Heartland Institute Experts On Florida Supreme Court, Gov. Scott Killing High-Speed Rail

Published March 4, 2011

The Florida Supreme Court on Friday ruled that Florida Gov. Rick Scott was within his rights to reject $2.4 billion in federal stimulus money to fund new high-speed rail service between Orlando and Tampa.

The following comments from experts at The Heartland Institute – a free-market think tank based in Chicago – may be used for attribution.
James M. Taylor, senior fellow for environment policy at The Heartland Institute (and a resident of Florida):

“Hurrah to Gov. Rick Scott for standing up for principle and refusing to put taxpayers on the hook for a high-speed rail system that few people would ever ride. The easy path would have been to take the federal tax dollars, but the principled path is to stand up for all taxpayers.

“Now that the Florida Supreme Court has affirmed Scott’s decision, we can get back to the business of taming excessive government spending, rather than encouraging it.”

For additional comment, contact James M. Taylor at [email protected] or 727/215-3192.

Christian Cámara, Florida director of the Center on Finance, Insurance, and Real Estate at The Heartland Institute:

“Contrary to what proponents claim, the $2.4 billion of stimulus money promised to Florida for a rail project is not ‘free money.’ It is additional debt future generations of Americans will struggle to pay off for a project that will never make a dime in profits.

“I applaud Gov. Scott for having the courage and principled conviction to reject this plan that Florida taxpayers would eventually have to bail out.”

For additional comment, contact Christian Cámara at [email protected].

Steve Stanek, managing editor of Budget & Tax News and a research fellow at The Heartland Institute:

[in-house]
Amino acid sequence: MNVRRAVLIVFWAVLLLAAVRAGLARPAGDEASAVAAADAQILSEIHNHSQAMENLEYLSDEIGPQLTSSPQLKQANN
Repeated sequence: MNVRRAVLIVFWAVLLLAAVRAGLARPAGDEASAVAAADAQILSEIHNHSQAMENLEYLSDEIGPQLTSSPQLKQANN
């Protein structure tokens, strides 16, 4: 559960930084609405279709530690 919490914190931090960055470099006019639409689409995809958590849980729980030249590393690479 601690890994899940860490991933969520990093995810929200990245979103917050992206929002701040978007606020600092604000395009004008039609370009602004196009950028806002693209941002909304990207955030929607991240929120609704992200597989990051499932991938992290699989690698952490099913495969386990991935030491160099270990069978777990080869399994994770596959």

“High-speed rail is one of the biggest boondoggles in America. Almost nowhere in the world does high-speed rail pay for itself. This includes rail lines in some of the most densely populated regions of the industrialized world, where high-speed rail is most effective. The United States has low population densities by comparison, which means high-speed rail lines here would probably be even bigger money-losers than they are elsewhere.

“Amtrak was supposed to become self-sustaining. Nearly 40 years later it still exists only because of huge taxpayer subsidies. It has never had a year in which it has paid for itself. High-speed rail likely would drain even more money from taxpayers. This court ruling will save taxpayers a lot of money.”

For additional comment, contact Steve Stanek at [email protected] or 815/385-5602.

John Nothdurft, director of government relations, The Heartland Institute:

“The availability of federal stimulus funds might have made SunRail seem attractive to some lawmakers, but it would have created an ugly mess for taxpayers. Boondoggles like these need to be eliminated, and if demand for such projects exists the private market will supply it.

“Gov. Scott rightly understands that these federal funds would have eventually dried up and the system’s operating costs would have inevitably exceeded revenues, leaving Florida taxpayers with a hefty bill.”
For additional comment, contact John Nothdurft at [email protected] or call 662/801-2707.

Maureen Martin, J.D., senior fellow for legal affairs at The Heartland Institute:

“The Florida Supreme Court’s unanimous ruling today upholding Gov. Rick Scott’s decision to reject $2.4 billion in federal stimulus funds for the high-speed rail line between Tampa and Orlando demonstrates the flimsy legal grounds for the court challenge.
“The attack was based on a violation of the constitutional doctrine of separation of powers, under which the executive branch – here the governor – cannot invade powers of the two other branches, the legislative and the judicial. State legislators argued a law they passed in 2009 forced the governor to take the money. But the funds involved are federal, not state, and they don’t flow through the legislature. Rather, the funds arrive directly in executive branch coffers. So the court’s ruling was correct.”

For additional comments, contact Maureen Martin at [email protected] or 920/295-6032.
The Heartland Institute is a 27-year-old national nonprofit organization based in Chicago. Its mission is to discover, develop, and promote free-market solutions to social and economic problems. For more information, visit our Web site or call 312/377-4000.